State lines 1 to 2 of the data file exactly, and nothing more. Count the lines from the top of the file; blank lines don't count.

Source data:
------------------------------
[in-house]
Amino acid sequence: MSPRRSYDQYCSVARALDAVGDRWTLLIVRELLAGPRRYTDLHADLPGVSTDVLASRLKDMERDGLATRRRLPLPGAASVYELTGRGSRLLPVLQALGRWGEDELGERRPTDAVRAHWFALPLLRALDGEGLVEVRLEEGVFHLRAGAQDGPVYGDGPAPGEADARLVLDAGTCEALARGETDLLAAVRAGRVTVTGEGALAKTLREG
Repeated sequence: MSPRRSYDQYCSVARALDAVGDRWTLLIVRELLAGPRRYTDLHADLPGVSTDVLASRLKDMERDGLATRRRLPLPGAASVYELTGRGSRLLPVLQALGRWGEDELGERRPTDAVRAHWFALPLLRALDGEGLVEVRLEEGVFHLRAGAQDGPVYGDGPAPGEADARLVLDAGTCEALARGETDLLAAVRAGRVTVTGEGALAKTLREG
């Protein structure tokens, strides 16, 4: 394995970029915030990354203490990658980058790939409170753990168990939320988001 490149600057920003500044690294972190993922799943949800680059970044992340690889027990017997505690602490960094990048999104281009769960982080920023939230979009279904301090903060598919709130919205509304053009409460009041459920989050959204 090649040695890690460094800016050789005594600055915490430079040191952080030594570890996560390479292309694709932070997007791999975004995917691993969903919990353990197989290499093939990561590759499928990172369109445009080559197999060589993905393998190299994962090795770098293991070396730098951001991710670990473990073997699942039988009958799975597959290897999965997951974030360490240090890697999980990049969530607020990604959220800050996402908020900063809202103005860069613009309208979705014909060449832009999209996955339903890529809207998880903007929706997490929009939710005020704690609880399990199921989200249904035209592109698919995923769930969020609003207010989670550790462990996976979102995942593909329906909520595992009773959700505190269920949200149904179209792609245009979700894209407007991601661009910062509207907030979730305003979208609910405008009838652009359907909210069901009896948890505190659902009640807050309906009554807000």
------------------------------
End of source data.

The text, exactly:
[in-house]
Amino acid sequence: MSPRRSYDQYCSVARALDAVGDRWTLLIVRELLAGPRRYTDLHADLPGVSTDVLASRLKDMERDGLATRRRLPLPGAASVYELTGRGSRLLPVLQALGRWGEDELGERRPTDAVRAHWFALPLLRALDGEGLVEVRLEEGVFHLRAGAQDGPVYGDGPAPGEADARLVLDAGTCEALARGETDLLAAVRAGRVTVTGEGALAKTLREG